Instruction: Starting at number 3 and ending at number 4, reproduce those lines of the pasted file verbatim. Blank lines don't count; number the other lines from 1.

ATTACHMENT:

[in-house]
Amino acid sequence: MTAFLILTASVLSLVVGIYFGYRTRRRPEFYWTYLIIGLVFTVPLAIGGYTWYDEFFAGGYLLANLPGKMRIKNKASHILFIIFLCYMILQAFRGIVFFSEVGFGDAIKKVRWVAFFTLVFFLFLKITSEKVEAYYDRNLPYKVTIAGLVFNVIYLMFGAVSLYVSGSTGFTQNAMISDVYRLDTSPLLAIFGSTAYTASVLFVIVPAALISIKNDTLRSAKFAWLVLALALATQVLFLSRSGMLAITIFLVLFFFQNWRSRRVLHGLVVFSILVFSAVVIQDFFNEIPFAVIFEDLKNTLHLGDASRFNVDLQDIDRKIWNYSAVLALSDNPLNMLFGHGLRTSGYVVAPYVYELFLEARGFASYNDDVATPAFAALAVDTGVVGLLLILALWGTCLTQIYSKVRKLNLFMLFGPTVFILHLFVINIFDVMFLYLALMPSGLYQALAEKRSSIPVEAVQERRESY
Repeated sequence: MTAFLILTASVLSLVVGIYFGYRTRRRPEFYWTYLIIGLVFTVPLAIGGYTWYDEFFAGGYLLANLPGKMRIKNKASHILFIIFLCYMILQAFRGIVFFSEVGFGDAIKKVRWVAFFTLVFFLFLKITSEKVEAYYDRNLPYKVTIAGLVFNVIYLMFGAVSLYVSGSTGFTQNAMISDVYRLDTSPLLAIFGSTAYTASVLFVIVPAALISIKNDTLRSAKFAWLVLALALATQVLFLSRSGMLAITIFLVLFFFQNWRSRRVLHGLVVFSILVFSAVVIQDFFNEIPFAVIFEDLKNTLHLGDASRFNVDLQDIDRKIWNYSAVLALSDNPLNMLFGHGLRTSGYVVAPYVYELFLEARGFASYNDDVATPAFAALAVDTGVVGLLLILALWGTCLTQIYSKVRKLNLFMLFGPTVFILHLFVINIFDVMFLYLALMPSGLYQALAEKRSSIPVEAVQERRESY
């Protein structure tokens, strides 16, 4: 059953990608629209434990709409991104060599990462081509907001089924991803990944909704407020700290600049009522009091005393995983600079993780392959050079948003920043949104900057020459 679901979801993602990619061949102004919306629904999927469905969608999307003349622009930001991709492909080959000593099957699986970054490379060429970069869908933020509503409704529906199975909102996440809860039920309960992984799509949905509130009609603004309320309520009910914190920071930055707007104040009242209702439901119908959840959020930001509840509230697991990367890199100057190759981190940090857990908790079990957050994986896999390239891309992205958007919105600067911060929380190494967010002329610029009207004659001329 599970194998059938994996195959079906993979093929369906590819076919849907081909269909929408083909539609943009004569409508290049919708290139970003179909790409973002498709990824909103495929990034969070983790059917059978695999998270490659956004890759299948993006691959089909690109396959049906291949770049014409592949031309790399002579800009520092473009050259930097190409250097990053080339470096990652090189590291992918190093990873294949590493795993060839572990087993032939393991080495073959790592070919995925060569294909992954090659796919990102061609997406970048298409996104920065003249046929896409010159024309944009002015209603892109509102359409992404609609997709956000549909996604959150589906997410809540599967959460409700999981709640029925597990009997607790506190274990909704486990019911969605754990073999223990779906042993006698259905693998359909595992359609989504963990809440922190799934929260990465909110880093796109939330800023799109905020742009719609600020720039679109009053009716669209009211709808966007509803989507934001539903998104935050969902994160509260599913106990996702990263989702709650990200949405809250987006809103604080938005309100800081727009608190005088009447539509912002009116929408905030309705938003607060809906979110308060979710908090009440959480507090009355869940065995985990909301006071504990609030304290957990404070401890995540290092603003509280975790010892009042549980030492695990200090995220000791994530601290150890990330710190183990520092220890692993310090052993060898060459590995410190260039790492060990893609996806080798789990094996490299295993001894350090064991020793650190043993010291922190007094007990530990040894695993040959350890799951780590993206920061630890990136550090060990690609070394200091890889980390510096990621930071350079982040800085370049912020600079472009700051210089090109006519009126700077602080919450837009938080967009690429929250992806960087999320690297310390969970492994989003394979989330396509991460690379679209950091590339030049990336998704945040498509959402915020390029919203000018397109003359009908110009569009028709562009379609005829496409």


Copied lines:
Repeated sequence: MTAFLILTASVLSLVVGIYFGYRTRRRPEFYWTYLIIGLVFTVPLAIGGYTWYDEFFAGGYLLANLPGKMRIKNKASHILFIIFLCYMILQAFRGIVFFSEVGFGDAIKKVRWVAFFTLVFFLFLKITSEKVEAYYDRNLPYKVTIAGLVFNVIYLMFGAVSLYVSGSTGFTQNAMISDVYRLDTSPLLAIFGSTAYTASVLFVIVPAALISIKNDTLRSAKFAWLVLALALATQVLFLSRSGMLAITIFLVLFFFQNWRSRRVLHGLVVFSILVFSAVVIQDFFNEIPFAVIFEDLKNTLHLGDASRFNVDLQDIDRKIWNYSAVLALSDNPLNMLFGHGLRTSGYVVAPYVYELFLEARGFASYNDDVATPAFAALAVDTGVVGLLLILALWGTCLTQIYSKVRKLNLFMLFGPTVFILHLFVINIFDVMFLYLALMPSGLYQALAEKRSSIPVEAVQERRESY
């Protein structure tokens, strides 16, 4: 059953990608629209434990709409991104060599990462081509907001089924991803990944909704407020700290600049009522009091005393995983600079993780392959050079948003920043949104900057020459 679901979801993602990619061949102004919306629904999927469905969608999307003349622009930001991709492909080959000593099957699986970054490379060429970069869908933020509503409704529906199975909102996440809860039920309960992984799509949905509130009609603004309320309520009910914190920071930055707007104040009242209702439901119908959840959020930001509840509230697991990367890199100057190759981190940090857990908790079990957050994986896999390239891309992205958007919105600067911060929380190494967010002329610029009207004659001329 599970194998059938994996195959079906993979093929369906590819076919849907081909269909929408083909539609943009004569409508290049919708290139970003179909790409973002498709990824909103495929990034969070983790059917059978695999998270490659956004890759299948993006691959089909690109396959049906291949770049014409592949031309790399002579800009520092473009050259930097190409250097990053080339470096990652090189590291992918190093990873294949590493795993060839572990087993032939393991080495073959790592070919995925060569294909992954090659796919990102061609997406970048298409996104920065003249046929896409010159024309944009002015209603892109509102359409992404609609997709956000549909996604959150589906997410809540599967959460409700999981709640029925597990009997607790506190274990909704486990019911969605754990073999223990779906042993006698259905693998359909595992359609989504963990809440922190799934929260990465909110880093796109939330800023799109905020742009719609600020720039679109009053009716669209009211709808966007509803989507934001539903998104935050969902994160509260599913106990996702990263989702709650990200949405809250987006809103604080938005309100800081727009608190005088009447539509912002009116929408905030309705938003607060809906979110308060979710908090009440959480507090009355869940065995985990909301006071504990609030304290957990404070401890995540290092603003509280975790010892009042549980030492695990200090995220000791994530601290150890990330710190183990520092220890692993310090052993060898060459590995410190260039790492060990893609996806080798789990094996490299295993001894350090064991020793650190043993010291922190007094007990530990040894695993040959350890799951780590993206920061630890990136550090060990690609070394200091890889980390510096990621930071350079982040800085370049912020600079472009700051210089090109006519009126700077602080919450837009938080967009690429929250992806960087999320690297310390969970492994989003394979989330396509991460690379679209950091590339030049990336998704945040498509959402915020390029919203000018397109003359009908110009569009028709562009379609005829496409």